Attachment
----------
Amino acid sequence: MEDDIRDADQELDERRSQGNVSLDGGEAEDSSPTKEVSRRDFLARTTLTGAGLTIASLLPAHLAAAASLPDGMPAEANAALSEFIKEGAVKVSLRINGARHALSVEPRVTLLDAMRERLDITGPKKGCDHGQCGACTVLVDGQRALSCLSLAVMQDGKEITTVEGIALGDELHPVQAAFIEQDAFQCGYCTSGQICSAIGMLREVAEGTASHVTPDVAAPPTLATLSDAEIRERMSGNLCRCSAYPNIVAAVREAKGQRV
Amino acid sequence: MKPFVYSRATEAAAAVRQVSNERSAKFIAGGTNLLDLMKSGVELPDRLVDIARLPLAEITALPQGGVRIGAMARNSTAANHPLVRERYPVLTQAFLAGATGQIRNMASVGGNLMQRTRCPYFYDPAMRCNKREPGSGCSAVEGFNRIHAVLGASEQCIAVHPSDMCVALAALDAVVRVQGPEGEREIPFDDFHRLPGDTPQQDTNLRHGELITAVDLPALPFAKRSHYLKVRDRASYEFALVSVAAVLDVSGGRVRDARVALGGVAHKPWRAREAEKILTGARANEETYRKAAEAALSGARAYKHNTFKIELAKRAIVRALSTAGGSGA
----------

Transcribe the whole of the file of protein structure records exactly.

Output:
Amino acid sequence: MEDDIRDADQELDERRSQGNVSLDGGEAEDSSPTKEVSRRDFLARTTLTGAGLTIASLLPAHLAAAASLPDGMPAEANAALSEFIKEGAVKVSLRINGARHALSVEPRVTLLDAMRERLDITGPKKGCDHGQCGACTVLVDGQRALSCLSLAVMQDGKEITTVEGIALGDELHPVQAAFIEQDAFQCGYCTSGQICSAIGMLREVAEGTASHVTPDVAAPPTLATLSDAEIRERMSGNLCRCSAYPNIVAAVREAKGQRV
Amino acid sequence: MKPFVYSRATEAAAAVRQVSNERSAKFIAGGTNLLDLMKSGVELPDRLVDIARLPLAEITALPQGGVRIGAMARNSTAANHPLVRERYPVLTQAFLAGATGQIRNMASVGGNLMQRTRCPYFYDPAMRCNKREPGSGCSAVEGFNRIHAVLGASEQCIAVHPSDMCVALAALDAVVRVQGPEGEREIPFDDFHRLPGDTPQQDTNLRHGELITAVDLPALPFAKRSHYLKVRDRASYEFALVSVAAVLDVSGGRVRDARVALGGVAHKPWRAREAEKILTGARANEETYRKAAEAALSGARAYKHNTFKIELAKRAIVRALSTAGGSGA